It is 40 years since Leon Fleisher's appointment as Andrew W. Mellon Professor of Piano at the Peabody Conservatory of Music. The conservatory celebrates the anniversary this week with a three-day festival in Fleisher's honor.The festival concludes Wednesday evening with a black-tie, by- invitation-only dinner in the George Peabody Library. Actress Claire Bloom will act as mistress of ceremonies to titled nobility and musical luminaries who have come from all over the globe to honor Fleisher.
FEATURES
By Stephen Wigler and Stephen Wigler,SUN MUSIC CRITIC | June 3, 1998
It's not unusual for an important soloist to contribute his services free of charge to an important orchestra's pension fund concert. But it's remarkable when three star soloists show up, each to play a single concerted work and then join forces after intermission to perform a piece of music as unglamorous as Beethoven's Concerto in C Major for violin, cello and piano.But last night's pension fund concert for the Baltimore Symphony Orchestra was not an ordinary occasion -- and that is why three celebrated soloists (cellist Yo-Yo Ma, pianist Emanuel Ax and violinist Pamela Frank)
FEATURES
By Kenneth Meltzer and Kenneth Meltzer,Special to the Sun | February 21, 1994
Anthony Stark is well known to area music lovers as managing director of the Chamber Music Society of Baltimore and a member of the music faculty of the College of Notre Dame. On Saturday night, his talents as composer and performer were showcased at LeClerc Hall in "An Evening with Anthony Stark."The program consisted entirely of Mr. Stark's piano compositions. In the first half, Mr. Stark performed "Three Waltzes," subtitled "Emily's Waltz" (1983), and "Moriniana: deux valses diversiones" (1979)
FEATURES
By Stephen Wigler and Stephen Wigler,Music Critic | January 24, 1994
There's a certain kind of concert reviewers dread. You are in utter agony: your ears hurt, your muscles cramp, your seat seems made for a Lilliputian, and, of course, you can't go to sleep. Only one thing gives you hope of salvation: the expectation that eventually you will see the musicians turn to the last page of the score that torments you.Such was this listener's situation during most of last night's concert by Polaris at Goucher College. Fortunately, the worst came first: Judith Shatin's unspeakably strident "1492" for percussion and piano.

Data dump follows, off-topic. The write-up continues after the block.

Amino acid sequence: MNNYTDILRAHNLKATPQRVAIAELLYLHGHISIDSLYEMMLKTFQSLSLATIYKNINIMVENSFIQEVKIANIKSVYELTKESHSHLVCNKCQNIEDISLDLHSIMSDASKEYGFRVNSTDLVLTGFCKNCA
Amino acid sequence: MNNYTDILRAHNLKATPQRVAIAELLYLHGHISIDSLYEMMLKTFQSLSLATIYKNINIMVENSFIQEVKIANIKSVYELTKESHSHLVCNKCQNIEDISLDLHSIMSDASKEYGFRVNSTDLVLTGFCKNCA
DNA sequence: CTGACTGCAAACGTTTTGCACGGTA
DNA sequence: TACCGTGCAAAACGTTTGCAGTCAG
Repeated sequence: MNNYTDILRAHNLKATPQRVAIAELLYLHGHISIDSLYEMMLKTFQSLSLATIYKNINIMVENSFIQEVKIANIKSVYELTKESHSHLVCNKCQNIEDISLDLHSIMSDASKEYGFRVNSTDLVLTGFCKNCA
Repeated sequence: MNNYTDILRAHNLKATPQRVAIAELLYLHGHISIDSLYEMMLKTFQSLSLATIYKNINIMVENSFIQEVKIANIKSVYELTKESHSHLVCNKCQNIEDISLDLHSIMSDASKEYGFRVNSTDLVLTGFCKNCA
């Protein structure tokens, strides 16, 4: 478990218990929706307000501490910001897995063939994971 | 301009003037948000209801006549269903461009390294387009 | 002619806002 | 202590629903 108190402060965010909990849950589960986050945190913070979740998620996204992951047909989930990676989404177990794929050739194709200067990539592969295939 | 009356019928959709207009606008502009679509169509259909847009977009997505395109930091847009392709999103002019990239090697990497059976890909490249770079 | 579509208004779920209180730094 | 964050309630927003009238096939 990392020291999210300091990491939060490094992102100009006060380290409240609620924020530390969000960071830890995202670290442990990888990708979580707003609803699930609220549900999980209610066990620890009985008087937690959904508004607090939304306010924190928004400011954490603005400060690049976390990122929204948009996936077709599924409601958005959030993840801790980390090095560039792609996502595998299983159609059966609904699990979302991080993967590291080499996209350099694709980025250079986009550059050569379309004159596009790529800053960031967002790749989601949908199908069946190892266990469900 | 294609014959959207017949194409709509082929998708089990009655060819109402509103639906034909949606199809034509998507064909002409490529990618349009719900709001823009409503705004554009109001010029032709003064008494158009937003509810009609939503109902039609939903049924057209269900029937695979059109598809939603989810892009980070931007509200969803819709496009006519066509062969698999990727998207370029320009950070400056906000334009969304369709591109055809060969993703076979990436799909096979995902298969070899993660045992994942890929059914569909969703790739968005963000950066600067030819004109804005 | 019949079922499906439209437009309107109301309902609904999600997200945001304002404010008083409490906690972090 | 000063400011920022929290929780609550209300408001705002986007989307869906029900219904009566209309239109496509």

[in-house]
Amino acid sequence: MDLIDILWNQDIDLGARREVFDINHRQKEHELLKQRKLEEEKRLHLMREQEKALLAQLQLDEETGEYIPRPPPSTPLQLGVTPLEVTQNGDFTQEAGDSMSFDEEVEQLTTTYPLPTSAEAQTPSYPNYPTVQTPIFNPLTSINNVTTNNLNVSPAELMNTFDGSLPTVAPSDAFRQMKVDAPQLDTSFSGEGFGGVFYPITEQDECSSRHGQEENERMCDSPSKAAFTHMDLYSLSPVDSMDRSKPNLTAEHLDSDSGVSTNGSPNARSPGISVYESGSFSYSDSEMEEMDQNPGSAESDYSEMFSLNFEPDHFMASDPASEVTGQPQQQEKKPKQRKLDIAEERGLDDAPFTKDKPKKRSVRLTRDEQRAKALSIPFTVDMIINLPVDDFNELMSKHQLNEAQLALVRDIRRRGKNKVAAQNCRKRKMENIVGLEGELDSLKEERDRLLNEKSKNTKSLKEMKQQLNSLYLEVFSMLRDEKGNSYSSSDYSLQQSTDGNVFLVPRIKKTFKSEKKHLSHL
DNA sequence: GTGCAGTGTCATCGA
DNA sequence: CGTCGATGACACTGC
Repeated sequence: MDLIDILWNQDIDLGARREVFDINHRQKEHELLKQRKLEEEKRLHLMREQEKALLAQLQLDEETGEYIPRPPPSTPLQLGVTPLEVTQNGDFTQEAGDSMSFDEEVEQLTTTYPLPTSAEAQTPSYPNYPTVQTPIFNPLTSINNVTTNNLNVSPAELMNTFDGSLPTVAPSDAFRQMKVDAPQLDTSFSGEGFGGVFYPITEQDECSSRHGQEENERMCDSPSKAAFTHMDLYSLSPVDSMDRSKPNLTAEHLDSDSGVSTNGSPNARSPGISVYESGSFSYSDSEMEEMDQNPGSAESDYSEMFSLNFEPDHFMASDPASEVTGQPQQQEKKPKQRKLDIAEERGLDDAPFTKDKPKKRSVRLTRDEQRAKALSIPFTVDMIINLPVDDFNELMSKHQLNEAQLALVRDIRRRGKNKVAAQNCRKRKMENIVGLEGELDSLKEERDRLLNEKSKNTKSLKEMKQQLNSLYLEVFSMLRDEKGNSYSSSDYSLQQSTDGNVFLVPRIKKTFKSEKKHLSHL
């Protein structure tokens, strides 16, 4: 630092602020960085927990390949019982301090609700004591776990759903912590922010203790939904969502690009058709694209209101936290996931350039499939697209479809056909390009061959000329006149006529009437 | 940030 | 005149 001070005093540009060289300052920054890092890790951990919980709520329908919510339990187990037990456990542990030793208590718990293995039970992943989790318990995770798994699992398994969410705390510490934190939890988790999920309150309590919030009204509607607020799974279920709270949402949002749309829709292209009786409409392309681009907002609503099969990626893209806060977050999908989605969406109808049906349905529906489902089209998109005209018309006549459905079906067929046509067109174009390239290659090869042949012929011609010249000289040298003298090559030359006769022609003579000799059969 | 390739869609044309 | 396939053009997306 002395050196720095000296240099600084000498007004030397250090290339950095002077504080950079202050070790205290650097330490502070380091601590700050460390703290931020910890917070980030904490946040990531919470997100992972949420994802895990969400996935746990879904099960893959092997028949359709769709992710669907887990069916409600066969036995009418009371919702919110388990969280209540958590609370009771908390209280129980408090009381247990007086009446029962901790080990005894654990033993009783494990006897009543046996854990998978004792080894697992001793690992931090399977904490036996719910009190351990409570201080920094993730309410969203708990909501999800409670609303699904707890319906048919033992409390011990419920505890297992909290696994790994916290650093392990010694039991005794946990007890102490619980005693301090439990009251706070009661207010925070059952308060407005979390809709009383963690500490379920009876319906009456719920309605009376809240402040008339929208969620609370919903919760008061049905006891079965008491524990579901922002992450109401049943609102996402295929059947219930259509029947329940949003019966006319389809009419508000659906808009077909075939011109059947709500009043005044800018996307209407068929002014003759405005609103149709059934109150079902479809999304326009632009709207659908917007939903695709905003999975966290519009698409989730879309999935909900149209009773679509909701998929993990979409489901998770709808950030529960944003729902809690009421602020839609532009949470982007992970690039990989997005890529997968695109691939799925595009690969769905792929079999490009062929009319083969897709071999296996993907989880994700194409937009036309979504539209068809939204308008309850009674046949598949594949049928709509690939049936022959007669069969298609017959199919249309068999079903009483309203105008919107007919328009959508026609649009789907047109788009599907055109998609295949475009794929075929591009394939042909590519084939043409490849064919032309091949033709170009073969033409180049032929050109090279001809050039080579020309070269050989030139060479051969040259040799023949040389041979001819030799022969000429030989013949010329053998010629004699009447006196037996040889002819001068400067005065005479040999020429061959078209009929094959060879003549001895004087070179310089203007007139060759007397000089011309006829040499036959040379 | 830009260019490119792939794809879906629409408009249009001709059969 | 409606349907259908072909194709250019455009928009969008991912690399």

NEWS
By Phil Greenfield and Phil Greenfield,Special to The Sun | October 7, 1994
For years, American music lovers have paid far greater homage to their 20th-century masters than to late 19th-century composers such as Amy Beach. But more attention is being lavished on the last century these days.A top-notch recording of Ms. Beach's "Gaelic" Symphony, chock full of Irish melodies, is available in a delightful performance by the Detroit Symphony under the direction of Neeme Jarvi.(Chandos 8958)Mr. Jarvi also has recorded the delightful Third Symphony of George Whitefield Chadwick (1854-1931)
NEWS
July 15, 2005
Roman Lebedev, a concert pianist and teacher, died of a heart attack July 8 at Sinai Hospital. The Mount Washington resident was 62. Born in what is now St. Petersburg, Russia, he began his piano studies at the age of 6. At 14, he entered the Leningrad Music School for Talented Youth, and he received a master's degree and doctorate from the Leningrad Conservatory. At the age of 25, he began to teach at the conservatory - remaining for 37 years as professor of solo piano. He came to Baltimore in 1989 as a guest artist at what is now Towson University and settled here in 1992.
Baltimore Sun Articles
|
|
|
Please note the green-lined linked article text has been applied commercially without any involvement from our newsroom editors, reporters or any other editorial staff.